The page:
Finally, it was time for the most anticipated band of the whole festival, and the second band of the day to be named after the word for “fog” in their home country’s language: Poland’s Mgla.
To the delight of the impatient audience, the break was once again commendably short, and soon the curtain parted, revealing everyone’s favorite Polish masked madmen. The audience already had been pummeled by no less than six other black metal bands immediately before, but any weariness was instantly swept aside like so much dust by the sheer strength and conviction of Mgla’s performance.
Could one sense a minor stiffness in the band’s playing, possibly due to the short time they have been playing live? Were the sounds ever so slightly garbled or over-saturated? Who knows, and who cares? There is definitely some harsh, final, and unspoken truths about human life that Mgla manage to convey through their music.
After the band had hammered their way through their set (ending with ‘With Hearts Toward None VII’), there came a moment which no one gathered at Nosturi will soon forget. A hulking slab of a man, wearing the Mgla garb, ambled on stage. In lieu of an introduction, the band began to pound out a cover of Clandestine Blaze’s ‘Psychopathia Sexualis’, to deafening cheers from the audience. This was followed by ‘Fist of the Northern Destroyer’. For a fleeting moment, we were allowed to channel some ancestral defiance, and to feel that not all of us are yet mere sheep, shuffling blindly to the slaughterhouse. How can music that is so full of hate and aggression be at the same time so uplifting?
Thus ended the first night of the festival. Some of the audience would remember it for the rest of their lives, while many others would not remember it at all. The floor was so sticky with spilled beer that it was necessary to take care to keep one’s shoes off of it with every step to avoid getting stuck. Beer cans, crushed underfoot, created miniature canyons and ridges along the paths towards the exits. Passed out people sat on the floor leaning on the walls. I found one in the gentleman’s room, as well. Some drunk females were crying, others raged at their boyfriends, or at other drunk females. In other words, it had been a fucking awesome night!
The next day I arrived late at Nosturi. Of the earlier bands I missed, the only one I regret not seeing is Black Witchery. The band reminds me of Cannibal Corpse or even AC/DC in the sense that, having found their niche, they obviously intend to occupy it until Ragnarok without bothering themselves with any thoughts of developing or revamping their sound or image. On the other hand, I suppose this means that there may well be another chance to see them next year, or even ten years from now.
I made it to the venue just as Archgoat was starting to fling their overcooked porridge of death to the walls of the club. They deserve credit for sticking to their guns through their long career (which is the only way to know for sure that someone meant it in the first place), but in all honesty, I got my fill of their straight-forward, riff-based metal and monotonous grunted vocals before they were even halfway through their set. Very tellingly, at some point the strap of Angelslayer’s bass gave way and the instrument hit the deck, with no noticeable change in the band’s sound for better or worse.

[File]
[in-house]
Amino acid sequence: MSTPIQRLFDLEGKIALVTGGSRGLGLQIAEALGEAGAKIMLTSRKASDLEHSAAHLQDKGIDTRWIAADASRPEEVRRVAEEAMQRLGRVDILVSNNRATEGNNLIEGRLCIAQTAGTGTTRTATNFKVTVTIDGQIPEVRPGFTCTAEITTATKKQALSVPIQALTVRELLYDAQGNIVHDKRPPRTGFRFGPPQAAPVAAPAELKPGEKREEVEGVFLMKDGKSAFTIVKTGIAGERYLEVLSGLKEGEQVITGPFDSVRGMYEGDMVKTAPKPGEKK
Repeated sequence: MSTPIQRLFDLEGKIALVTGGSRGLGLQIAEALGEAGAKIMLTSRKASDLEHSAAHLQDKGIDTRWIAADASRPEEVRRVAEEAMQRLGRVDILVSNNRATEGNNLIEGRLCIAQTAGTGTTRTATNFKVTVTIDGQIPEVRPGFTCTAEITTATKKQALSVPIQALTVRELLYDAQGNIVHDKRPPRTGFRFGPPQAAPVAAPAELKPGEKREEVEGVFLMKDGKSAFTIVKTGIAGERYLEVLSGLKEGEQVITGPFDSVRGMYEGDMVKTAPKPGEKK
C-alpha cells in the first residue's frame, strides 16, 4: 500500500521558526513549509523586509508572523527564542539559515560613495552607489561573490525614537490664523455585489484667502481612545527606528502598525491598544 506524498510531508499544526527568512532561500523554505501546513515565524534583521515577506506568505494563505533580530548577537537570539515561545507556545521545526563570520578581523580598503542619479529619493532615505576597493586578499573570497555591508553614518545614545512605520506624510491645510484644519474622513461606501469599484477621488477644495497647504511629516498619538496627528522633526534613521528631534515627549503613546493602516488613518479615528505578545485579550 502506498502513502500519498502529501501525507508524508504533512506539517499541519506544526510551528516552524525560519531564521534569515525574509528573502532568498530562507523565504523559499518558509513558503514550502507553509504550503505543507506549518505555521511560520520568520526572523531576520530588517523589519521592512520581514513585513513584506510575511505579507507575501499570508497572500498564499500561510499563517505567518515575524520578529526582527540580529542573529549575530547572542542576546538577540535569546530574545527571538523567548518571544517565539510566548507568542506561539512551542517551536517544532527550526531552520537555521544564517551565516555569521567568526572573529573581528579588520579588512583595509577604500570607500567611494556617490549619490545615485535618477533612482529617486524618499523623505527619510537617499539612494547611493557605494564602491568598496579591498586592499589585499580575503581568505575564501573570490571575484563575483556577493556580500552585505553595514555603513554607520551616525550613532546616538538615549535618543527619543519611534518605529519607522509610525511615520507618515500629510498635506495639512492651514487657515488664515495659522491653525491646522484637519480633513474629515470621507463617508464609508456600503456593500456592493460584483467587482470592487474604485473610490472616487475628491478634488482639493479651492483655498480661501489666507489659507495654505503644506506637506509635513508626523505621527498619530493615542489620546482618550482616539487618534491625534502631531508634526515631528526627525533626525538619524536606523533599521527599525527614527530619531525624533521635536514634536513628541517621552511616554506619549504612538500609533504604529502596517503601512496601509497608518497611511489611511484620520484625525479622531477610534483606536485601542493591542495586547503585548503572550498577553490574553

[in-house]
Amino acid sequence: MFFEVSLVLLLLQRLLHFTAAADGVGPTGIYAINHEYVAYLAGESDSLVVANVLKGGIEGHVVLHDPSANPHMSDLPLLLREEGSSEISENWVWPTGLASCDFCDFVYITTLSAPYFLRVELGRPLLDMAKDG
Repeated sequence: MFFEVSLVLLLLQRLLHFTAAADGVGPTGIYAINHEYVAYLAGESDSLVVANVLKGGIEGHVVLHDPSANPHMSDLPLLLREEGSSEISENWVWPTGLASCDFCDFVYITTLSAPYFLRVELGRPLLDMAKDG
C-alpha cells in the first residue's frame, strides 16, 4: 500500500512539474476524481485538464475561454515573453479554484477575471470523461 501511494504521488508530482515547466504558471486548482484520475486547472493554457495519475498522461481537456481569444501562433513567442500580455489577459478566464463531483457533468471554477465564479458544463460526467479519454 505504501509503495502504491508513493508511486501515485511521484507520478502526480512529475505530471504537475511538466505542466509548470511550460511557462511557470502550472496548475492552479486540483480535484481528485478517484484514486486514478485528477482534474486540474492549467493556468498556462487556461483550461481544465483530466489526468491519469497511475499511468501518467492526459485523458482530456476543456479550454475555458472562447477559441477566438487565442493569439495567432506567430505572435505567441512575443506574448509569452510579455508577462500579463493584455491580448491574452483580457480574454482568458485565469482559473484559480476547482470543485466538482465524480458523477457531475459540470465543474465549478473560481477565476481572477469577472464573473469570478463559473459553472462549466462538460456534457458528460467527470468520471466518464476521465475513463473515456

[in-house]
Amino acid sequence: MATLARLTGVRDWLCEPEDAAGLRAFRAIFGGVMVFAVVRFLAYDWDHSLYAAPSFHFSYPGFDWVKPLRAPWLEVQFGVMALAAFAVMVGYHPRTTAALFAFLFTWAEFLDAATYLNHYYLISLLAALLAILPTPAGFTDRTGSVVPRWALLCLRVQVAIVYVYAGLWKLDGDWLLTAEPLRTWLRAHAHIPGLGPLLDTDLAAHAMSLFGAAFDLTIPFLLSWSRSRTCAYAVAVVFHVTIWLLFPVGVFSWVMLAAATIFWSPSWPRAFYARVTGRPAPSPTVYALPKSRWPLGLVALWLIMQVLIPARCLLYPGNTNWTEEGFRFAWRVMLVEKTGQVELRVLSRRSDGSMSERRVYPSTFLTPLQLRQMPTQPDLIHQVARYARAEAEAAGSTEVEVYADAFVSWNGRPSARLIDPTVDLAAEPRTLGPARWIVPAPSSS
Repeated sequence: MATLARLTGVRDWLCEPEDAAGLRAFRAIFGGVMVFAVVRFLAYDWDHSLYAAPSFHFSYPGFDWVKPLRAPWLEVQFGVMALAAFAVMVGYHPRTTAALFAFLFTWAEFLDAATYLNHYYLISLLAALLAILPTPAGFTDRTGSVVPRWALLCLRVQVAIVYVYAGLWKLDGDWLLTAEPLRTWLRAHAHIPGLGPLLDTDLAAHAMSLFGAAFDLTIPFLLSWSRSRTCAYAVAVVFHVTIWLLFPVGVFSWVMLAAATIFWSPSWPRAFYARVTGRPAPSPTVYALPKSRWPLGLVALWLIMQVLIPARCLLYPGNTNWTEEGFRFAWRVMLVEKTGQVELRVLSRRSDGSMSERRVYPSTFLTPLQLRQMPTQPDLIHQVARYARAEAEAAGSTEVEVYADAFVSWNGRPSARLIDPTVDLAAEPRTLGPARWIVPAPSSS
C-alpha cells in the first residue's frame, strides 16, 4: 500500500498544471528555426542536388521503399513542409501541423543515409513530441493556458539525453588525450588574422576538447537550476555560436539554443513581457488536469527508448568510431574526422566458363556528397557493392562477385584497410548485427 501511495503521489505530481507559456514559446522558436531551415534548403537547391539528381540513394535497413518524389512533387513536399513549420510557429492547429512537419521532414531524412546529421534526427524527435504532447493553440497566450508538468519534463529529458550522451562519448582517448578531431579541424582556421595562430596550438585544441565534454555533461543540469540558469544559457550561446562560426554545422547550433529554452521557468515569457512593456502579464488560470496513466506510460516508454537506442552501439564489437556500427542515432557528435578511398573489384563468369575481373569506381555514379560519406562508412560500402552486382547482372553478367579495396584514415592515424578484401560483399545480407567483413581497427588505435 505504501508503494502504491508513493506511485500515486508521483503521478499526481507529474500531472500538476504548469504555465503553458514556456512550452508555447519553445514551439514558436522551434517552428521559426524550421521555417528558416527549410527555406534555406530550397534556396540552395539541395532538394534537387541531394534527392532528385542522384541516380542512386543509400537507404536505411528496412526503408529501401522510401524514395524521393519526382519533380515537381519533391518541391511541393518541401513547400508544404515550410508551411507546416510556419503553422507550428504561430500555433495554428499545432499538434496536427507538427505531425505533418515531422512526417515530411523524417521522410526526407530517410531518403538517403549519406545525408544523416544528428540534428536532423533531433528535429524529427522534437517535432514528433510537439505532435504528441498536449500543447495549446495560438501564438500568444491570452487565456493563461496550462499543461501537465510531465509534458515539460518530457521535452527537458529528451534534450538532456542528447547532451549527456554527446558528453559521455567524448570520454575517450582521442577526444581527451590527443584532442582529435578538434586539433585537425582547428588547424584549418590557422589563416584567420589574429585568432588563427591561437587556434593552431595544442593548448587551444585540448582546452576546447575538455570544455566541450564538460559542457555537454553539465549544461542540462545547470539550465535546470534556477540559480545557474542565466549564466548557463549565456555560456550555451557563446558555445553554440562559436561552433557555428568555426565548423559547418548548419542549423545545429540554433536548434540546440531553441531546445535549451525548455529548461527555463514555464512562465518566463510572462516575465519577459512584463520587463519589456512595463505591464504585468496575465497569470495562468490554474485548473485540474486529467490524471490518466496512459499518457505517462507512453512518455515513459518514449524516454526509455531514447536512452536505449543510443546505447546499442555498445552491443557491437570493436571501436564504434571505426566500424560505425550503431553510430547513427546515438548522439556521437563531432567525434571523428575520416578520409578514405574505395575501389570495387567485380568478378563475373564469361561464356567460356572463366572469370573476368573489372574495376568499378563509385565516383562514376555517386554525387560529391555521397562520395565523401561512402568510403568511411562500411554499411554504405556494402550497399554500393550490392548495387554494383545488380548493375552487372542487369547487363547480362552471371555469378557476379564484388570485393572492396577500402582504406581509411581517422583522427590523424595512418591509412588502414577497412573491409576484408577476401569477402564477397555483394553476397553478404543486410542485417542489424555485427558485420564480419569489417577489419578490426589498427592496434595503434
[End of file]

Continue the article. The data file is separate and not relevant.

The Netherland’s Countess is an entirely new acquaintance to me. More than once the band’s music veered dangerously close to Mitteleuropean power metal. Also, am I being unfair if I say that vocalist/bassist Orlok made a fool of himself by appropriating Bruce Dickinson’s signature phrase, ‘scream for me Helsinki’, not once, but twice, or is there something here that I do not know or understand?
Countess finished their (overly long) set with a song titled ‘Hell’s Rock’n’Roll’. However, in my opinion, the place for rock’n’roll or heavy metal songs about rock’n’roll or heavy metal is at open air festivals in the German or Swedish countryside.
Besides, why sing about rock’n’roll or metal, when you can play it?
…which is what One Tail, One Head next proceeded to do, managing to squeeze out a drop of the passion and rebellion that originally fueled rock music. Still, there is an undeniably contrived element to their chaotic stage antics. Many have been extremely skeptical about One Tail, One Head, and although I did enjoy their set, certain doubts still remain in my mind, too—not only regarding their live act, but also their ultimately rather flimsy song material. I had approached the group with an interview request shortly before the show, but was turned down, due to a full-length album the band is apparently working on. I was told that they wish to give interviews only once the album is out. Let’s hope the record will finally clarify just what One Tail, One Head is all about.
After One Tail, One Head had finished their set, I had to leave the venue for extramusical reasons. Missing Morbosidad did not seem like a great loss, but having to give Absu a miss definitely stings. Hopefully I will have a chance to rectify the situation one day.
Summa summarum: a few great bands, no outright flops, all the others somewhere in between on the continuum. For me, all the highlights came on the first day. Even though I did not even see all of Saturday’s bands, I was still starting to feel the festival taking its toll towards the end. This was a demanding—yet ultimately rewarding—event.
Despite the criticisms above (which is directed at the staff of the venue, not the organizers of Black Flames of Blasphemy), it must be admitted that putting together a weekend like this is quite an achievement. Not everyone could have kept the whole package from falling apart as well as was done with this fifth installment of the festival. The sixth edition has already been confirmed for November 2015.